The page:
General Question

RedDeerGuy1's avatar

Do barges have enough fuel to bypass the Suez canal?

Asked by RedDeerGuy1 (18355points) 1 week ago

Including supplies, like food for crew?

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14 Answers

stanleybmanly's avatar

Barges by definition are not usually self propelled, but either pushed or towed by a tug of some sort.

RedDeerGuy1's avatar

@stanleybmanly Not in the Suez canal, but the long way around Africa. I don’t think that tugboats push barges around the ocean. Maybe I am not using the correct term?

Shipping container vessels might be a better name.

stanleybmanly's avatar

Exactly. Barges are usually restricted to river traffic. Unlike ships, they are not designed as seagoing vessels. They have flat bottoms and lack a ship’s keel. They are ideal for shallow and tame water.

RedDeerGuy1's avatar

@stanleybmanly Ok. What is the correct term for vessels that are ocean traveling vessels, that ship containers? Also can the 100–300 ship’s, affected by the delay, bypass the Suez canal and go around the long way around the planet?
CNN just called it a container ship.

stanleybmanly's avatar

Ocean going vessels are of course ships and boats. There are such things as sea barges. But those are barges that are loaded onto ships and usually transported over oceans, then unloaded at the mouths of rivers to be towed or pushed upstream. The tugboats can be both seagoing and river tugs.

ragingloli's avatar

Just call them freighters.
And I would say probably not. The more fuel you carry, the heavier you are, the slower your are, and the more fuel you consume. That is why racing cars do not carry fuel for the whole race, but carry as little as possible, and just refuel in pit stops. They are faster that way over the whole race.
In the same vein, I would think that freighters only carry enough fuel for the planned distance.

stanleybmanly's avatar

But things are different for container ships Loli. The “race” has different specs. Fuel is usually convenient as rather necessary ballast, and decisions can often be made to adjust the capacity carried to the amount of cargo depending on destination.

Darth_Algar's avatar

They can carry enough. In fact, in recent years it’s become more common for ships to bypass the Suez Canal route, and go around Africa so as to avoid piracy around the Horn of Africa.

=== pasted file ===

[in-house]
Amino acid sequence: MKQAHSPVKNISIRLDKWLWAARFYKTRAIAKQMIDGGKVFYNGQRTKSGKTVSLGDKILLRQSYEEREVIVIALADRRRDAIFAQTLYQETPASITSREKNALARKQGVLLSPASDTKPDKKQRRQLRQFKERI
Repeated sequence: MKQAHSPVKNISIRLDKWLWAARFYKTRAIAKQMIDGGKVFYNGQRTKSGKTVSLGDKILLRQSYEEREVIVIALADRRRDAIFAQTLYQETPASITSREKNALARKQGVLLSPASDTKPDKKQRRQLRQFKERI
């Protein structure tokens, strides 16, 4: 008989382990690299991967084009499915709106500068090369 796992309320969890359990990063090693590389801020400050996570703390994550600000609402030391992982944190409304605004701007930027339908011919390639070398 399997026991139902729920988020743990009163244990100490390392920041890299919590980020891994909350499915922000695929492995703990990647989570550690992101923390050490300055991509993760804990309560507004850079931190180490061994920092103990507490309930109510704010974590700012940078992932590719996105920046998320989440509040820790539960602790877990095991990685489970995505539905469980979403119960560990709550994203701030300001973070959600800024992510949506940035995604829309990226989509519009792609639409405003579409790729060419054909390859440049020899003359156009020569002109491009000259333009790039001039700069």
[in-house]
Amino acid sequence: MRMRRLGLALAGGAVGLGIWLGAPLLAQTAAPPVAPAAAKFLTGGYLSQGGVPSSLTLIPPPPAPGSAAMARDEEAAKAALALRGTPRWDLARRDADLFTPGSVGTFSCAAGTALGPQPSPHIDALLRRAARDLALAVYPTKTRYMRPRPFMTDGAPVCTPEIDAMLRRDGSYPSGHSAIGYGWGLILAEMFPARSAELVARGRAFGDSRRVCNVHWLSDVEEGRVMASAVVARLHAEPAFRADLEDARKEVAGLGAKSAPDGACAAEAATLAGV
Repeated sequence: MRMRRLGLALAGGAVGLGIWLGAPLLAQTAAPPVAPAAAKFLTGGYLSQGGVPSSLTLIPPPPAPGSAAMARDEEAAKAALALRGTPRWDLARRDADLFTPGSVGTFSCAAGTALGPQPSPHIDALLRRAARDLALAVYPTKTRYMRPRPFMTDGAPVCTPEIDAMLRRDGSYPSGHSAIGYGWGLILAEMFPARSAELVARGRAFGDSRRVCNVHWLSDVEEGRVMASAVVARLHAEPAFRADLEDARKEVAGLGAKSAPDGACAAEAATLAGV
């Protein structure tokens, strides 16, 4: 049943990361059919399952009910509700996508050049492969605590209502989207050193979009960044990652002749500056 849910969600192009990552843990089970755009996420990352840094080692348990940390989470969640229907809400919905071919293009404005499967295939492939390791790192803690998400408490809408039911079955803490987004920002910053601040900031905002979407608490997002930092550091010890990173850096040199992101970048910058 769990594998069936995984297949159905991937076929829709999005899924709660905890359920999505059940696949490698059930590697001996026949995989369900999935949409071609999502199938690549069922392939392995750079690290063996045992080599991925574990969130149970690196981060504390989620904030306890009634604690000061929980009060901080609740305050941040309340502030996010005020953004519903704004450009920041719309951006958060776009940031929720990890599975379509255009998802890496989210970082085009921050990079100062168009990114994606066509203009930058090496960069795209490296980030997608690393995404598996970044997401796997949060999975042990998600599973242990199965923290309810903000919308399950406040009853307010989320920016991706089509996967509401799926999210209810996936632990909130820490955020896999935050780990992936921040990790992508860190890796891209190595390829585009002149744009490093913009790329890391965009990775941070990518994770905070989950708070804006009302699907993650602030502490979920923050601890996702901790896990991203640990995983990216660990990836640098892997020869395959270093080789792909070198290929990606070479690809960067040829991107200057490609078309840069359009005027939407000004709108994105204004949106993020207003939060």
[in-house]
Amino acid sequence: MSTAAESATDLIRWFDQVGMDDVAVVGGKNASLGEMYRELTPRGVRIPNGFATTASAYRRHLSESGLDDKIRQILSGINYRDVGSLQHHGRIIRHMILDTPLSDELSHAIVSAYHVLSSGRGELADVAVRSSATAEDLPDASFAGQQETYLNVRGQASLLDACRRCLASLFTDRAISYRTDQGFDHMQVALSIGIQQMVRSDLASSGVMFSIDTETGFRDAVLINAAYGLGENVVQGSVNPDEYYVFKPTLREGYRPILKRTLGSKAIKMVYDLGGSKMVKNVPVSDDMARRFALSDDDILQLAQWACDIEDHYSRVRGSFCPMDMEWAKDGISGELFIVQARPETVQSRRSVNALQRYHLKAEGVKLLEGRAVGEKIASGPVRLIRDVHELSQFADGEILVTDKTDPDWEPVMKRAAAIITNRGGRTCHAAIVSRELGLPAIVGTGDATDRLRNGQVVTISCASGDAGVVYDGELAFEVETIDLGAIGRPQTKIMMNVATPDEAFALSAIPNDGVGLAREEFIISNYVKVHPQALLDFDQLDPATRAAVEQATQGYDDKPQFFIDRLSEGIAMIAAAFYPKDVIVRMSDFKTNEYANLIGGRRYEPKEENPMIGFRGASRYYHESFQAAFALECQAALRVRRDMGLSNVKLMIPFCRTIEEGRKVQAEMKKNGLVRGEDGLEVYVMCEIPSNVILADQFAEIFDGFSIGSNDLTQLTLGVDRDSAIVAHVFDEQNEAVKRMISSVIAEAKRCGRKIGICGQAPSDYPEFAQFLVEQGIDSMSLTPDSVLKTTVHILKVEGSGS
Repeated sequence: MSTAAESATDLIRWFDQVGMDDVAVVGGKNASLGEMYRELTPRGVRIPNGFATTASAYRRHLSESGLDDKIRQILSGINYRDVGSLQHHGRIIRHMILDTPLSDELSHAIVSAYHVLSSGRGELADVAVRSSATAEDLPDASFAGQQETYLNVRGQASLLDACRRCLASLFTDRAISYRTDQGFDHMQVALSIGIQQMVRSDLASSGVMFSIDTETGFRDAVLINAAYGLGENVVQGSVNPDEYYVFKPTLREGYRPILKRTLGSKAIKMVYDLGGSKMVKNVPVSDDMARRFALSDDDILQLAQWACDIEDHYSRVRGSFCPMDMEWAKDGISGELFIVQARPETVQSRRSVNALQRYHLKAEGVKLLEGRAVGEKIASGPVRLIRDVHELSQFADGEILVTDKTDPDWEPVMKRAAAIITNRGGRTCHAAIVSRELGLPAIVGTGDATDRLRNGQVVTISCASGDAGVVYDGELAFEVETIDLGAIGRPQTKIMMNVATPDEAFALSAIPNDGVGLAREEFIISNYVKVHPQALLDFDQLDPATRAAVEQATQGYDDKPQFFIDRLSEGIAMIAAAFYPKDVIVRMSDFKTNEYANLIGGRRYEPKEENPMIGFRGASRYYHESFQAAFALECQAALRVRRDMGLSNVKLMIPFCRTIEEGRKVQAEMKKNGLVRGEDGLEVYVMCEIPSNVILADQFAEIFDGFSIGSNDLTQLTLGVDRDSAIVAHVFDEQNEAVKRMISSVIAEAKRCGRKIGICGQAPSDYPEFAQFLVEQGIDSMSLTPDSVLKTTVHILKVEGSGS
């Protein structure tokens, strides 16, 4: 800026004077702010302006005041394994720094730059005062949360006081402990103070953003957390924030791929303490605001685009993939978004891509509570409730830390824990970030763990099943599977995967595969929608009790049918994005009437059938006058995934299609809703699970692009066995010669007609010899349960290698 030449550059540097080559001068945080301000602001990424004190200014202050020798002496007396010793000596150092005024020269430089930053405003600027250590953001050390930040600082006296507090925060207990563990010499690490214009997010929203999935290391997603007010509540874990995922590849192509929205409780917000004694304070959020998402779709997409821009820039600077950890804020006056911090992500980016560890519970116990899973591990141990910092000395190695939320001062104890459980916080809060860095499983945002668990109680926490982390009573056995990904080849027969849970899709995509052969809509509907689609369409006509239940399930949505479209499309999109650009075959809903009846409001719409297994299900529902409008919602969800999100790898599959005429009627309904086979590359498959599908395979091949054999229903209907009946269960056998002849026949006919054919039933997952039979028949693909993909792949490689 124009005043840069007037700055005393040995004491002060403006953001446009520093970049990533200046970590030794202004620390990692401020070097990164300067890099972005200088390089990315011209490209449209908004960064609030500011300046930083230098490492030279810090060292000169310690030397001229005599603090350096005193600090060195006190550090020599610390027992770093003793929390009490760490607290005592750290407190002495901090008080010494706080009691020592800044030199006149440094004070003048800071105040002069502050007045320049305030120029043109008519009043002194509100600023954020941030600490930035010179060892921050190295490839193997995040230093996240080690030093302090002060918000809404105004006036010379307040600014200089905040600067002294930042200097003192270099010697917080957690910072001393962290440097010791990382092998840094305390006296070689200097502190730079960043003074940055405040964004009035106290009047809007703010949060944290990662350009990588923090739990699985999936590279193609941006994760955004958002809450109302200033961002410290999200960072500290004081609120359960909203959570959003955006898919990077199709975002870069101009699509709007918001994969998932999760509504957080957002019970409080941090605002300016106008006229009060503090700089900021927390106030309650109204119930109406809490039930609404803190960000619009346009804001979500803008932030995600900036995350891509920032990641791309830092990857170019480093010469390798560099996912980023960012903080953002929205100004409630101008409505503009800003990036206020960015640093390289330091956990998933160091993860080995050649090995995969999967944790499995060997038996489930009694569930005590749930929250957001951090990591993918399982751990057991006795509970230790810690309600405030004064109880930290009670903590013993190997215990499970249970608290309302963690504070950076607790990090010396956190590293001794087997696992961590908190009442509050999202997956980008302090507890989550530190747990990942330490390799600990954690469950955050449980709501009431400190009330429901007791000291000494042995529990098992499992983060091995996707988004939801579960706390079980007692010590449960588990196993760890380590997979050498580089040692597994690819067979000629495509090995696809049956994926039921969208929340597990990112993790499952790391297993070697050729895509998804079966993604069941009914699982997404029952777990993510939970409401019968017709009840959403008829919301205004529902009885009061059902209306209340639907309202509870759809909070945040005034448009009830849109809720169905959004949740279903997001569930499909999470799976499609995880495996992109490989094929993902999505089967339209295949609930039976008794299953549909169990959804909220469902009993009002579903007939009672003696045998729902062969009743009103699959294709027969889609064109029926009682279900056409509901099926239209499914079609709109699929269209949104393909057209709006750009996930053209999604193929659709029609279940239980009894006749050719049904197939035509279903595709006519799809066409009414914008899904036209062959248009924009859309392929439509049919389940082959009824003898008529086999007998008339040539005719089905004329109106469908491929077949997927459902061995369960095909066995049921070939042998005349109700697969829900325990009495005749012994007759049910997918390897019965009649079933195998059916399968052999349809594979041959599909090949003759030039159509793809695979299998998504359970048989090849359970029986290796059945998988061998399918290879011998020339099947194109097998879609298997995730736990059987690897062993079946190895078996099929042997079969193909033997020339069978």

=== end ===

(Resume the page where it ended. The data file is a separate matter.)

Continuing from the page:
Lightlyseared's avatar

The correct term is ship. This is where the term “to ship” comes from.

And the nice thing about ships is you can dock at ports and top up on fuel and food. So even if the didn’t start off with enough fuel to go via the cape of good hope it can get some more on the way.

janbb's avatar

I suspect this question is not about what term ships are called but whether the cargo ships waiting for the enema in the Suez Canal could find another route. I’ve wondered that too.

kritiper's avatar

The ships would probably have to be refueled and restocked at various ports around Africa, or by tankers and other supply oriented ships. They may not be able to dock due to their large sizes, so would possibly be refueled and restocked at sea..

stanleybmanly's avatar

Of course ships can make the trip around the horns of Africa and South America. In fact a major bottleneck in the construction of massive ships of gigantic capacities which would very much improve the efficiencies inherent with ships is the restrictions in the dimensions of ships dictated by those of the 2 canals.

Lightlyseared's avatar

@janbb ships are already taking the alternative route via sailing round Africa however this route goes via some of the most pirate infested waters in the world and areas that were infamous for ships sinking so they may just sit tight

janbb's avatar

@Lightlyseared Yes, I guess that’s what they have done.

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